Congregate transitive verb [ imperfect & past participle Congregated ; present participle & verbal noun Congregating ] To collect into an assembly or assemblage; to assemble; to bring into one place, or into a united body; to gather together; to mass; to compact.

Any multitude of Christian men congregated may be termed by the name of a church.
Hooker.

Cold congregates all bodies.
Coleridge.

The great receptacle
Of congregated waters he called Seas.
Milton.

Congregate intransitive verb To come together; to assemble; to meet.

Even there where merchants most do congregate .
Shak.

Congregation noun [ Latin congregatio : confer French congrégation .]
1. The act of congregating, or bringing together, or of collecting into one aggregate or mass.

The means of reduction in the fire is but by the congregation of homogeneal parts.
Bacon.

2. A collection or mass of separate things.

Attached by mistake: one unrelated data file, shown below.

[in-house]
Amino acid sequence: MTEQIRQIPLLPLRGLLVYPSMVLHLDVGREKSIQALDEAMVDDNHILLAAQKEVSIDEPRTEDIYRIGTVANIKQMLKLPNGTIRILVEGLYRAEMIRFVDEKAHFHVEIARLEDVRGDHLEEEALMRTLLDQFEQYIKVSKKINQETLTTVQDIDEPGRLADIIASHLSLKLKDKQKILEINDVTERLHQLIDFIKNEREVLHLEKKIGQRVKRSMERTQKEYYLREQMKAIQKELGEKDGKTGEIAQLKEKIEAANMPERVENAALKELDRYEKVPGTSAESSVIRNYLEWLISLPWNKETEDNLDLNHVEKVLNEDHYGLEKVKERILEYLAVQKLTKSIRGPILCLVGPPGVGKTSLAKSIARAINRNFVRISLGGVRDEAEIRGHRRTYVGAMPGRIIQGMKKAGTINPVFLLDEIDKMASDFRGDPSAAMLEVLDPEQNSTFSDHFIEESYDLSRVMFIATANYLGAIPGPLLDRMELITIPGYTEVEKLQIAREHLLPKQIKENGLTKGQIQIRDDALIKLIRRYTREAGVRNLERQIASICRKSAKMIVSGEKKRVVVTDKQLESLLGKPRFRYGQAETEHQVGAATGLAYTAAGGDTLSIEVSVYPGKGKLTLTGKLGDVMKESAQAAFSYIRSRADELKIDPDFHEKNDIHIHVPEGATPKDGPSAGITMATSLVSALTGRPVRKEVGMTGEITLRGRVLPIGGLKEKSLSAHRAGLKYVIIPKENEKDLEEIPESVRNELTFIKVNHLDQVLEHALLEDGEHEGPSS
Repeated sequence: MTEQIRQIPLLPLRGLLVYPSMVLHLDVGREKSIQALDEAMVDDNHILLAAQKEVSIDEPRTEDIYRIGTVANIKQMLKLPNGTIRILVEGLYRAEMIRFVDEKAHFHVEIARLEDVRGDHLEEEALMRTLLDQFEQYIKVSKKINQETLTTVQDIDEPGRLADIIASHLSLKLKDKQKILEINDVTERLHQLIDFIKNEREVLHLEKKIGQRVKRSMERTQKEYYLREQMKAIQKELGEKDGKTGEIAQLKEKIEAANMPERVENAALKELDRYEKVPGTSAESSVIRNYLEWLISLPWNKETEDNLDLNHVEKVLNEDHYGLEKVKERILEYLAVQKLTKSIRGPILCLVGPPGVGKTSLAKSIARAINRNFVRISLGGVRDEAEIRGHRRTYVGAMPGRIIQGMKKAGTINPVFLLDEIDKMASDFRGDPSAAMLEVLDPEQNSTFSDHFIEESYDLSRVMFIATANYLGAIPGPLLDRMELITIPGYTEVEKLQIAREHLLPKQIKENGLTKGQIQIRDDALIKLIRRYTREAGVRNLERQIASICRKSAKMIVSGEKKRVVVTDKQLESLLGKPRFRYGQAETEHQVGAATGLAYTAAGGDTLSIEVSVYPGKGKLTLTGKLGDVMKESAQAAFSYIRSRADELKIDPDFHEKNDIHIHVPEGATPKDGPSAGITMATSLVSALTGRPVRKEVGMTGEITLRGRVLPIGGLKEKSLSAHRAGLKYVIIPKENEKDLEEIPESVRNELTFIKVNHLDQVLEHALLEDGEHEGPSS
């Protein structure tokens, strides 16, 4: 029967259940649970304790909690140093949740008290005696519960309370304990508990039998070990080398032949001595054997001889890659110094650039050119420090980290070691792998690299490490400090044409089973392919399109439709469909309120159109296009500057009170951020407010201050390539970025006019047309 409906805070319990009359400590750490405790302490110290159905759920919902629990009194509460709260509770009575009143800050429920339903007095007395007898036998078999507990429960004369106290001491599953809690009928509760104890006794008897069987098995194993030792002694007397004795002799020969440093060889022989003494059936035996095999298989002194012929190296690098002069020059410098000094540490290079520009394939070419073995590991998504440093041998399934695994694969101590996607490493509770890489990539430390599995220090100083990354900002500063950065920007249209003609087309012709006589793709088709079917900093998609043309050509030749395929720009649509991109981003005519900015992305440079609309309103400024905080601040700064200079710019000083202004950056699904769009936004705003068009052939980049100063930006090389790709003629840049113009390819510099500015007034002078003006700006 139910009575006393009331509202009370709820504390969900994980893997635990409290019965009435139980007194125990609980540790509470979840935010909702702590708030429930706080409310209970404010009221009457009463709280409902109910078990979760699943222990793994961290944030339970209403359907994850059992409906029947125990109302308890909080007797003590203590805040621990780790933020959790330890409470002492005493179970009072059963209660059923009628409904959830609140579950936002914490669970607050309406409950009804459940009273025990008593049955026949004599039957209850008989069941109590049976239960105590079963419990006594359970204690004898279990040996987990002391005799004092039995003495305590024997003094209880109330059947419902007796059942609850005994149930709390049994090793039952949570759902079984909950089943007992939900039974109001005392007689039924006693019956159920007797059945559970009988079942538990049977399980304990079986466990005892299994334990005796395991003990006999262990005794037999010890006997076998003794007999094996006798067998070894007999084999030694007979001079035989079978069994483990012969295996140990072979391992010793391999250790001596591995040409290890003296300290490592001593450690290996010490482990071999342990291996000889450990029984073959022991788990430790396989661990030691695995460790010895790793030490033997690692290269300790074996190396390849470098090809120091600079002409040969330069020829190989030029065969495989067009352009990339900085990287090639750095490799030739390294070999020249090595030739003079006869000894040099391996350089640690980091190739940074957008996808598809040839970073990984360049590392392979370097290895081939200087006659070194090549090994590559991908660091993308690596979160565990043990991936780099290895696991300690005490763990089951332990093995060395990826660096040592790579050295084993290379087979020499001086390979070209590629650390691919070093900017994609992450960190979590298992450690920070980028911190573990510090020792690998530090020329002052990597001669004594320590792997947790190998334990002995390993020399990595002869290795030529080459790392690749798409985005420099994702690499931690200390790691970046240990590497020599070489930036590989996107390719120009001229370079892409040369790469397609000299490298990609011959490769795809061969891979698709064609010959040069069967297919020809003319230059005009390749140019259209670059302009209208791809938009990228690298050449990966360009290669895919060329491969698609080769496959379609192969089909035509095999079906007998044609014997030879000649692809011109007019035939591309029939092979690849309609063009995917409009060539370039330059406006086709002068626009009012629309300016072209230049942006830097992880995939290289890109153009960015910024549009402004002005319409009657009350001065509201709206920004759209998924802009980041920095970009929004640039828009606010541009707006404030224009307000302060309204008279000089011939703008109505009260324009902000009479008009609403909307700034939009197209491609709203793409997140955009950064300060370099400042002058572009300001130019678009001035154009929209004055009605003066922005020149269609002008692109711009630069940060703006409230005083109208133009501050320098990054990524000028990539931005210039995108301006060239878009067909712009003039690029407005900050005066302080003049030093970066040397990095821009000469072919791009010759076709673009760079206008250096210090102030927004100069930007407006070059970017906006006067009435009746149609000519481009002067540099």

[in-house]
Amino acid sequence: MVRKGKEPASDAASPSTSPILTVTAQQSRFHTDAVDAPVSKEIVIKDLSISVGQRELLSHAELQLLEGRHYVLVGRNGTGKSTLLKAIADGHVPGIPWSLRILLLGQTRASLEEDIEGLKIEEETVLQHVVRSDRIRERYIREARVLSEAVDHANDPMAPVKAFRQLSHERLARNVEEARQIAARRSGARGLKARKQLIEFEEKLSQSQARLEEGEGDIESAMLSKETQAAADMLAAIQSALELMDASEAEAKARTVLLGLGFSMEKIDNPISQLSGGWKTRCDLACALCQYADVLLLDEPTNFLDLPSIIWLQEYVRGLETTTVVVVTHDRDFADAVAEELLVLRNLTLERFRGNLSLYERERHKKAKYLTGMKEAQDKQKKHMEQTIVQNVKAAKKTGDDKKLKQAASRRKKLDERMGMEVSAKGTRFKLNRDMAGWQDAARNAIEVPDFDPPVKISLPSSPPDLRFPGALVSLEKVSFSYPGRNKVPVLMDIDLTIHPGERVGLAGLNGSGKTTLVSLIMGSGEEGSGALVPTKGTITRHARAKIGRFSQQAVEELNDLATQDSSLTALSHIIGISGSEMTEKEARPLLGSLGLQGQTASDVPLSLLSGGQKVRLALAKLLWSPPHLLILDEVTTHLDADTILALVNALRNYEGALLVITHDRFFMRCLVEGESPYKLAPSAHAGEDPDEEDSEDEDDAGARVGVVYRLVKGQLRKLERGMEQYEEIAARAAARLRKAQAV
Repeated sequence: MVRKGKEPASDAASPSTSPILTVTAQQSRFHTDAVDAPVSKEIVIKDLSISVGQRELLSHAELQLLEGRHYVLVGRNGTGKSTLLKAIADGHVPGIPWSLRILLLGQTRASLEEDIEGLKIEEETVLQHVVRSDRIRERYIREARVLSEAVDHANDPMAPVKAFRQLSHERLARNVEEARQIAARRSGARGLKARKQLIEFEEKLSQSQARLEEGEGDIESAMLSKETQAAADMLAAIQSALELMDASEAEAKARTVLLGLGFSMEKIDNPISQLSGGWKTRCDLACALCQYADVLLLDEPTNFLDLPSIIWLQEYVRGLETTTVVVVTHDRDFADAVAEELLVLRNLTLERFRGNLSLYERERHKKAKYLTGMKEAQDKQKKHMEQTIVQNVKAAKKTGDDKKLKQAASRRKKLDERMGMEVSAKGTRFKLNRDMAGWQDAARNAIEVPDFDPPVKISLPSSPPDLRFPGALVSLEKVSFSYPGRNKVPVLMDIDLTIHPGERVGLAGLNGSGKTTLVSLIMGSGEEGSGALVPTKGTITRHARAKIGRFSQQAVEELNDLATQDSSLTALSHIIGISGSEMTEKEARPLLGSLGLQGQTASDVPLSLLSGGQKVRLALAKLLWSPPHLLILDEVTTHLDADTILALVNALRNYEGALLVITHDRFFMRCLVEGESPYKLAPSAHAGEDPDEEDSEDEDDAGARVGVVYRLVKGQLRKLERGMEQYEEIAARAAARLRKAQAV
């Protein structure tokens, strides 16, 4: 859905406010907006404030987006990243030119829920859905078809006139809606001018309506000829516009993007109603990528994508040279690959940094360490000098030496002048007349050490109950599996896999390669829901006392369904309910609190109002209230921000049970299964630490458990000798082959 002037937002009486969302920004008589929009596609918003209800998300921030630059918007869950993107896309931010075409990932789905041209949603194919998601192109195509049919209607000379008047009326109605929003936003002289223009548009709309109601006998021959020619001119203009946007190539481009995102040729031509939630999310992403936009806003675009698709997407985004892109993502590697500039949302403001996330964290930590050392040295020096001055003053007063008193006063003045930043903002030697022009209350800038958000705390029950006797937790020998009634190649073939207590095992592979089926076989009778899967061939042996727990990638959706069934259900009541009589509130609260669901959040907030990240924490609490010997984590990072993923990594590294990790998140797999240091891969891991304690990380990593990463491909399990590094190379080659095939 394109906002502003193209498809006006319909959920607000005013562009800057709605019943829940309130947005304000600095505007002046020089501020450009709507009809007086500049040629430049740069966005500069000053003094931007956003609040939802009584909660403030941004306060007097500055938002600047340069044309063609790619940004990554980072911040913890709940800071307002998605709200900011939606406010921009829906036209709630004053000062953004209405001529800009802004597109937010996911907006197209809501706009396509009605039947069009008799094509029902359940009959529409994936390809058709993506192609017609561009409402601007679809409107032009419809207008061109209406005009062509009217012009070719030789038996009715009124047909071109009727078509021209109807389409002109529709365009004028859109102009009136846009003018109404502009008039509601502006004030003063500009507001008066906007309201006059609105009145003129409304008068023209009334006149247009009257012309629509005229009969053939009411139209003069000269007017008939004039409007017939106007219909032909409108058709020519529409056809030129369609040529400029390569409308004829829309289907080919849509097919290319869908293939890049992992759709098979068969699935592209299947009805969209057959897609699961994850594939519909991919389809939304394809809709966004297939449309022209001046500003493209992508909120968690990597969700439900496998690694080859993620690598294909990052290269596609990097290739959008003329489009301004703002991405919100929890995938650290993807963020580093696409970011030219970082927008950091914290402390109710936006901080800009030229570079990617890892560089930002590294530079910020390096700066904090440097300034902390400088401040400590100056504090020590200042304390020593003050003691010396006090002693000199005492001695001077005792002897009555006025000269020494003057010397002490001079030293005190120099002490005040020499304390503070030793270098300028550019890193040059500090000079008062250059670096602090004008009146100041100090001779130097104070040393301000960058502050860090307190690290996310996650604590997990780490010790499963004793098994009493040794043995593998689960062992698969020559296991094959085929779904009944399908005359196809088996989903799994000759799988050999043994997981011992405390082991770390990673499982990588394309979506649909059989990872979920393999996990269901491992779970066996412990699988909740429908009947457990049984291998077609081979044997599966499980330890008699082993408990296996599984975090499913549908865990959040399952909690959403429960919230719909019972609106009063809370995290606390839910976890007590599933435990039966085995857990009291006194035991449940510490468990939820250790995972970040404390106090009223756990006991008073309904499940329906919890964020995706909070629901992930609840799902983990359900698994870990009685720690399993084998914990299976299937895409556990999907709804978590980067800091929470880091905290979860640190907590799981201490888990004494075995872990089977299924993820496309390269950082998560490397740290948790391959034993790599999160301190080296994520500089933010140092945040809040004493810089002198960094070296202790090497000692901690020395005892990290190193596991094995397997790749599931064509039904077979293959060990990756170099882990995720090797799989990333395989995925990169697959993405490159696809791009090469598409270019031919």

A foul and pestilent congregation of vapors.
Shak.

3. An assembly of persons; a gathering; esp. an assembly of persons met for the worship of God, and for religious instruction; a body of people who habitually so meet.

He [ Bunyan] rode every year to London, and preached there to large and attentive congregations .
Macaulay.

4. (Anc. Jewish Hist.) The whole body of the Jewish people; -- called also Congregation of the Lord .

It is a sin offering for the congregation .
Lev. iv. 21.

5. (R. C. Ch.) (a) A body of cardinals or other ecclesiastics to whom as intrusted some department of the church business; as, the Congregation of the Propaganda , which has charge of the missions of the Roman Catholic Church. (b) A company of religious persons forming a subdivision of a monastic order.

6. The assemblage of Masters and Doctors at Oxford or Cambrige University, mainly for the granting of degrees. [ Eng.]

7. (Scotch Church Hist.) the name assumed by the Protestant party under John Knox. The leaders called themselves (1557) Lords of the Congregation .